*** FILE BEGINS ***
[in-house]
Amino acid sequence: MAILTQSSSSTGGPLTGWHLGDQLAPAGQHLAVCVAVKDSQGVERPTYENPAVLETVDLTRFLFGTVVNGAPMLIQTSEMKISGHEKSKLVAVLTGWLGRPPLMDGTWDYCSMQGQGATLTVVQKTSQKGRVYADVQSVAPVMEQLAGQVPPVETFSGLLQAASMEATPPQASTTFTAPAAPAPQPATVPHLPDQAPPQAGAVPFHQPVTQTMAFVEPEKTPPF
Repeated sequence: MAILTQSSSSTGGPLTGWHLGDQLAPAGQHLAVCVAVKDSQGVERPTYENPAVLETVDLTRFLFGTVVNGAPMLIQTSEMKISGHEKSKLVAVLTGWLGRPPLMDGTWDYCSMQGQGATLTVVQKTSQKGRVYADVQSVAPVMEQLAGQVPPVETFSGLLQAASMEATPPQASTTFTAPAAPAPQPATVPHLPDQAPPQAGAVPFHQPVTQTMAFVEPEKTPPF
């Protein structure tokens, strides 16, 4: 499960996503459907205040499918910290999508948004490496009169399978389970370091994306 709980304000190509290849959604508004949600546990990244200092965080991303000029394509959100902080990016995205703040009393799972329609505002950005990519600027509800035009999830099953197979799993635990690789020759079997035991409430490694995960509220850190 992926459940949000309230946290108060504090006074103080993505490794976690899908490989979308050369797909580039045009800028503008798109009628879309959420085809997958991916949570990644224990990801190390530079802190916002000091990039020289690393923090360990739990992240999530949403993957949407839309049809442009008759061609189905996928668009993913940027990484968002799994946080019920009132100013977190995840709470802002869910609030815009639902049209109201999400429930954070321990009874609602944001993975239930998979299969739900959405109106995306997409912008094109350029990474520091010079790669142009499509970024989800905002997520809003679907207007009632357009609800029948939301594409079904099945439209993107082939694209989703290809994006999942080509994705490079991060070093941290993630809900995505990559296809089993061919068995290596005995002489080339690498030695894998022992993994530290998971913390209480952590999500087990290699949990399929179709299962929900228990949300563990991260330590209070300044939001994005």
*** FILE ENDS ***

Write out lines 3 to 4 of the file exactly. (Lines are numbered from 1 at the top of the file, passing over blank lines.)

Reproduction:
Repeated sequence: MAILTQSSSSTGGPLTGWHLGDQLAPAGQHLAVCVAVKDSQGVERPTYENPAVLETVDLTRFLFGTVVNGAPMLIQTSEMKISGHEKSKLVAVLTGWLGRPPLMDGTWDYCSMQGQGATLTVVQKTSQKGRVYADVQSVAPVMEQLAGQVPPVETFSGLLQAASMEATPPQASTTFTAPAAPAPQPATVPHLPDQAPPQAGAVPFHQPVTQTMAFVEPEKTPPF
């Protein structure tokens, strides 16, 4: 499960996503459907205040499918910290999508948004490496009169399978389970370091994306 709980304000190509290849959604508004949600546990990244200092965080991303000029394509959100902080990016995205703040009393799972329609505002950005990519600027509800035009999830099953197979799993635990690789020759079997035991409430490694995960509220850190 992926459940949000309230946290108060504090006074103080993505490794976690899908490989979308050369797909580039045009800028503008798109009628879309959420085809997958991916949570990644224990990801190390530079802190916002000091990039020289690393923090360990739990992240999530949403993957949407839309049809442009008759061609189905996928668009993913940027990484968002799994946080019920009132100013977190995840709470802002869910609030815009639902049209109201999400429930954070321990009874609602944001993975239930998979299969739900959405109106995306997409912008094109350029990474520091010079790669142009499509970024989800905002997520809003679907207007009632357009609800029948939301594409079904099945439209993107082939694209989703290809994006999942080509994705490079991060070093941290993630809900995505990559296809089993061919068995290596005995002489080339690498030695894998022992993994530290998971913390209480952590999500087990290699949990399929179709299962929900228990949300563990991260330590209070300044939001994005």